The new rules for gift cards – what you need to know
If your business offers gift cards for customers, there are new laws coming into effect that will offer uniform standards under national regulation.
In Australia, around 34 million gift cards are sold each year with an estimated value of $2.5 billion. On average, an estimated $70 million is lost because of expiry dates. Given the high dollar waste and lack of national standards or regulations for a minimum length of time to redeem them, individual states took action to legislate a minimum three-year expiry period.
Applying from 1 November 2019, new laws are in effect that introduces a regime for the regulation of gift cards including:
- A minimum 3-year expiry period
- Bolstering disclosure requirements, and
- Banning post-supply fees.
If you sell gift cards, here's what you need to do
From 1 November 2019, businesses should ensure:
- All gift cards have a minimum three-year expiry period. Any existing gift card stock should be run down and production reviewed to ensure that once the new regime comes into effect, only compliant gift cards are issued.
- Ensure disclosure requirements are met. The expiry date or the date the card was supplied and a statement about the period of validity must be set out prominently on the gift card itself. For example, if the supply date was December 2019, "Supply date: December 2019. This card will expire in 3 years," or "Valid for 3 years from 12/19". It is assumed that the card expires on the last day of the month where only the month and year are displayed. If the gift card does not expire, the card will need to clarify this by stating words to the effect of, "never expires".
- Post-supply fees are not charged. A post-supply fee is a fee that is charged reducing the value of the gift card such as administration fees for using a gift card. Post-supply fees exclude the fees that are normally charged regardless of how someone pays for a product or service. For example, booking fees, a fee to reissue a lost or damaged card, and payment surcharges.
A number of larger businesses have adopted a three-year expiry period following the introduction of NSW laws. These include:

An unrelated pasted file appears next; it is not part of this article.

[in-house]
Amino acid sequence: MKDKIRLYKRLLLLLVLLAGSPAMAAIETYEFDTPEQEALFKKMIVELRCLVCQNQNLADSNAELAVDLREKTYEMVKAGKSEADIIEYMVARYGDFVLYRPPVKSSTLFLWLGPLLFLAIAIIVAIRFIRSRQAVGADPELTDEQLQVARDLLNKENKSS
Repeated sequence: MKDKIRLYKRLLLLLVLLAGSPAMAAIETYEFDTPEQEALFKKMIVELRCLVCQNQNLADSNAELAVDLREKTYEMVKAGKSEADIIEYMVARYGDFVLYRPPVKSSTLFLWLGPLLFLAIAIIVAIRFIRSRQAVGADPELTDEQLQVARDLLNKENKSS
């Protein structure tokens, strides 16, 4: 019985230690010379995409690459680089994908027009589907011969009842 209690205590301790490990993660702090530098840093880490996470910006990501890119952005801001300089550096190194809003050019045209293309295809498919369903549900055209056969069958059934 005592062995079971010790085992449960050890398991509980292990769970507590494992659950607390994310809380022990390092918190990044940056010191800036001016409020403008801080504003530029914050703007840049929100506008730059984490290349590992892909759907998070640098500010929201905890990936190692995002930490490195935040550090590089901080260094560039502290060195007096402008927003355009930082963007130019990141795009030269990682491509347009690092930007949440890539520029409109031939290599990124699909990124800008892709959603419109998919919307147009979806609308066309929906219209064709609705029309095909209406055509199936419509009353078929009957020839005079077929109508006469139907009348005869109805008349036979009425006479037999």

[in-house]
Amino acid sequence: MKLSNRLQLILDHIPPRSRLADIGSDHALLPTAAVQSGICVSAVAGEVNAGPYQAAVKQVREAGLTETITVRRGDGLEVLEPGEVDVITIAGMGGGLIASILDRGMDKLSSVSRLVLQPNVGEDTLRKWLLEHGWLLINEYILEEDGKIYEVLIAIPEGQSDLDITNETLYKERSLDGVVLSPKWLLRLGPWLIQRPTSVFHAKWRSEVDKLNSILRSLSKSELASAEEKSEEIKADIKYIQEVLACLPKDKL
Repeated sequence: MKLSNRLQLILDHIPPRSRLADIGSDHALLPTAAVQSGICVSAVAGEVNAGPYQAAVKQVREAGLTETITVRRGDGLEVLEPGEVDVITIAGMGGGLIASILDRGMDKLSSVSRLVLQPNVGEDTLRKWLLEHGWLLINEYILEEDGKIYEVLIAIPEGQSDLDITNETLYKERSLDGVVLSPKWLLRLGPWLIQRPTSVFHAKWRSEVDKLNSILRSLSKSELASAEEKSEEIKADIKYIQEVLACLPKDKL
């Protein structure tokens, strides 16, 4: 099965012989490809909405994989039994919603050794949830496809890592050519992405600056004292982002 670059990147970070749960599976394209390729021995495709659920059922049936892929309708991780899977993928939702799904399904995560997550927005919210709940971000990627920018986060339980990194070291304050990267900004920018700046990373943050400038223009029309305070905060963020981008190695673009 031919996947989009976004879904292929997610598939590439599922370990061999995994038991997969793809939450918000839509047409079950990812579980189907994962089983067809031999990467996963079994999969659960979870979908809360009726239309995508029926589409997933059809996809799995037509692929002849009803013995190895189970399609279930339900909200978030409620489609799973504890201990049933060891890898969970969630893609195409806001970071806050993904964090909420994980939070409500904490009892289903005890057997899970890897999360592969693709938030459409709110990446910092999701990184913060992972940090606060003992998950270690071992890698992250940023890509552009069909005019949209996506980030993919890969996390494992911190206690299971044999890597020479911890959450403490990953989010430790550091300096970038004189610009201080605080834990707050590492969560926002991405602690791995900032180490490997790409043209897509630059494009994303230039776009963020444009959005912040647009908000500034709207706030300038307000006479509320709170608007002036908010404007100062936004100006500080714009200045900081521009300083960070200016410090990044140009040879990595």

- David Jones
- Rebel Sport
- Coles, and
Other retailers have no expiry dates including iTunes, JB Hi-Fi, EB Games, Woolworths, and Bunnings. Generous expire periods are a point of difference when consumers are working out which retailers gift card to purchase.
What happens if your business ignores the new rules?
Once the new rules come into effect, if a gift card is supplied with less than a three-year expiry period, the disclosure requirements are not met, or post-supply fees are charged, a penalty may be imposed of up to $30,000 for a body corporate and $6,000 for persons other than a body corporate.
In addition, the ACCC has the ability to impose infringement notices. Each infringement notice is 55 units (currently $11,500) for a body corporate and 11 units (currently $2,420) for persons other than a body corporate.
What happens if your business becomes insolvent or is sold?
The consumer's rights do not change if the business becomes insolvent or bankrupt. The consumer becomes an unsecured creditor of the business. If your business changes ownership, it's the new business owner's responsibility to honour existing gift cards and vouchers if the new business was"
- Sold as a 'going concern'. That is, the assets and liabilities of the business were sold by the previous owner to the new owner.
- Owned by a company rather than an individual, and the new owner purchased the shares in the company.
Check with your accountant about how to account for gift card revenue
Gift cards revenue is valuable to business but you should check with your accountant that you're including the revenue and redeemed vouchers in your accounts properly. Contact us on 02 9957 4033 for more information.
*Amendments to the NSW Fair Trading Act 1987 require that most gift cards and vouchers sold from 31 March 2018 have a three-year expiry period. In addition, no post-purchase fees can apply to redeem the voucher (including activation fees, account keeping fees, balance enquiry fees, telephone enquiry fees and fees applied when a card is inactive or not being used). See Fair Trading for more details.
This article is provided for information purposes only and correct at the time of publication. It should not be used in place of advice from your accountant. Please contact us on 02 9957 4033 to discuss your specific circumstances.